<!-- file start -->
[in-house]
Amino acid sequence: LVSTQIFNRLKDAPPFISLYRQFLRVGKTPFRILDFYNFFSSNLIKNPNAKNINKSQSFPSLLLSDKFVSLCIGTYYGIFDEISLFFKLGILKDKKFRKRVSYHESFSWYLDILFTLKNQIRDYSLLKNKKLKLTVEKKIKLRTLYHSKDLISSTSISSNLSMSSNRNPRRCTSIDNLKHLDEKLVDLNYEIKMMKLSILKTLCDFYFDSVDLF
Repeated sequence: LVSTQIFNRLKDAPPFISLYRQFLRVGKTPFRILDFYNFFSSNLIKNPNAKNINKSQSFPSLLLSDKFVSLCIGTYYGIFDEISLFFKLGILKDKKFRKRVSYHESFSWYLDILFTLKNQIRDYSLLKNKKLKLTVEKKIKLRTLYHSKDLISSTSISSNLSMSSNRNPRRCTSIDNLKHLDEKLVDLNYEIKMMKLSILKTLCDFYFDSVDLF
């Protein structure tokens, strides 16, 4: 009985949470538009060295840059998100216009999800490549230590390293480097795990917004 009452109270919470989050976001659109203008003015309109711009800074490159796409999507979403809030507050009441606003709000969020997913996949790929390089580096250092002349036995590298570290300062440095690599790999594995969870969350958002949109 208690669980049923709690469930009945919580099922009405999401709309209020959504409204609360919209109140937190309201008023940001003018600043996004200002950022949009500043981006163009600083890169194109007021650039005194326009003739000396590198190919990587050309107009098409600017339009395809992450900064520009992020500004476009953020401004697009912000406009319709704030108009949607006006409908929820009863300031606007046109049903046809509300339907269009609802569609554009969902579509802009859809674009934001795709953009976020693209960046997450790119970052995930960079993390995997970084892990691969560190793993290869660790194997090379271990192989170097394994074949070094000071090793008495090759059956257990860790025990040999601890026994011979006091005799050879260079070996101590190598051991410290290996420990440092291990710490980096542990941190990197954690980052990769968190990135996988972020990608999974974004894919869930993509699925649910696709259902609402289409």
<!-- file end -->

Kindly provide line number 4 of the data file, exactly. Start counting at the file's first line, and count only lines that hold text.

């Protein structure tokens, strides 16, 4: 009985949470538009060295840059998100216009999800490549230590390293480097795990917004 009452109270919470989050976001659109203008003015309109711009800074490159796409999507979403809030507050009441606003709000969020997913996949790929390089580096250092002349036995590298570290300062440095690599790999594995969870969350958002949109 208690669980049923709690469930009945919580099922009405999401709309209020959504409204609360919209109140937190309201008023940001003018600043996004200002950022949009500043981006163009600083890169194109007021650039005194326009003739000396590198190919990587050309107009098409600017339009395809992450900064520009992020500004476009953020401004697009912000406009319709704030108009949607006006409908929820009863300031606007046109049903046809509300339907269009609802569609554009969902579509802009859809674009934001795709953009976020693209960046997450790119970052995930960079993390995997970084892990691969560190793993290869660790194997090379271990192989170097394994074949070094000071090793008495090759059956257990860790025990040999601890026994011979006091005799050879260079070996101590190598051991410290290996420990440092291990710490980096542990941190990197954690980052990769968190990135996988972020990608999974974004894919869930993509699925649910696709259902609402289409």